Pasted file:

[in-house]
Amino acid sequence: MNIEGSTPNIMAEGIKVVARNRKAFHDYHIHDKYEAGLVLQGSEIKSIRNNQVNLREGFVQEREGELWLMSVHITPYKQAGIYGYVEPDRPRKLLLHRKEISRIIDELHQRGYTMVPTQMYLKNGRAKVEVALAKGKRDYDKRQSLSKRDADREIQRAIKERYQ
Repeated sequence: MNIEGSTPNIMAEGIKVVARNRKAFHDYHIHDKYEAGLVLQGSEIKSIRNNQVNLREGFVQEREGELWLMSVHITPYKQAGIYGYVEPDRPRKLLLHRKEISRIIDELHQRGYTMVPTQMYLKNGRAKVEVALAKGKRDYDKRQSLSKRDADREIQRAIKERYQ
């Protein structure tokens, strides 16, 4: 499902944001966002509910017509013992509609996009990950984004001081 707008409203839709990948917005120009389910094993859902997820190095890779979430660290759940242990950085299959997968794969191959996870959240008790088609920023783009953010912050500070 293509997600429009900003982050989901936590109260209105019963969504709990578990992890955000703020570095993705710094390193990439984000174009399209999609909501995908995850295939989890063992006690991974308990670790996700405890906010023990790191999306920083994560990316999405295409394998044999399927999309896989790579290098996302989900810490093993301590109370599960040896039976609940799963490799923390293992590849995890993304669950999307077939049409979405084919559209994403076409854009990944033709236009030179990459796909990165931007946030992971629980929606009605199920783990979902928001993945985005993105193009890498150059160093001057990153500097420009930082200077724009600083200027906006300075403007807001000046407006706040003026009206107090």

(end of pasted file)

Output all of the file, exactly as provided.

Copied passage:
[in-house]
Amino acid sequence: MNIEGSTPNIMAEGIKVVARNRKAFHDYHIHDKYEAGLVLQGSEIKSIRNNQVNLREGFVQEREGELWLMSVHITPYKQAGIYGYVEPDRPRKLLLHRKEISRIIDELHQRGYTMVPTQMYLKNGRAKVEVALAKGKRDYDKRQSLSKRDADREIQRAIKERYQ
Repeated sequence: MNIEGSTPNIMAEGIKVVARNRKAFHDYHIHDKYEAGLVLQGSEIKSIRNNQVNLREGFVQEREGELWLMSVHITPYKQAGIYGYVEPDRPRKLLLHRKEISRIIDELHQRGYTMVPTQMYLKNGRAKVEVALAKGKRDYDKRQSLSKRDADREIQRAIKERYQ
């Protein structure tokens, strides 16, 4: 499902944001966002509910017509013992509609996009990950984004001081 707008409203839709990948917005120009389910094993859902997820190095890779979430660290759940242990950085299959997968794969191959996870959240008790088609920023783009953010912050500070 293509997600429009900003982050989901936590109260209105019963969504709990578990992890955000703020570095993705710094390193990439984000174009399209999609909501995908995850295939989890063992006690991974308990670790996700405890906010023990790191999306920083994560990316999405295409394998044999399927999309896989790579290098996302989900810490093993301590109370599960040896039976609940799963490799923390293992590849995890993304669950999307077939049409979405084919559209994403076409854009990944033709236009030179990459796909990165931007946030992971629980929606009605199920783990979902928001993945985005993105193009890498150059160093001057990153500097420009930082200077724009600083200027906006300075403007807001000046407006706040003026009206107090």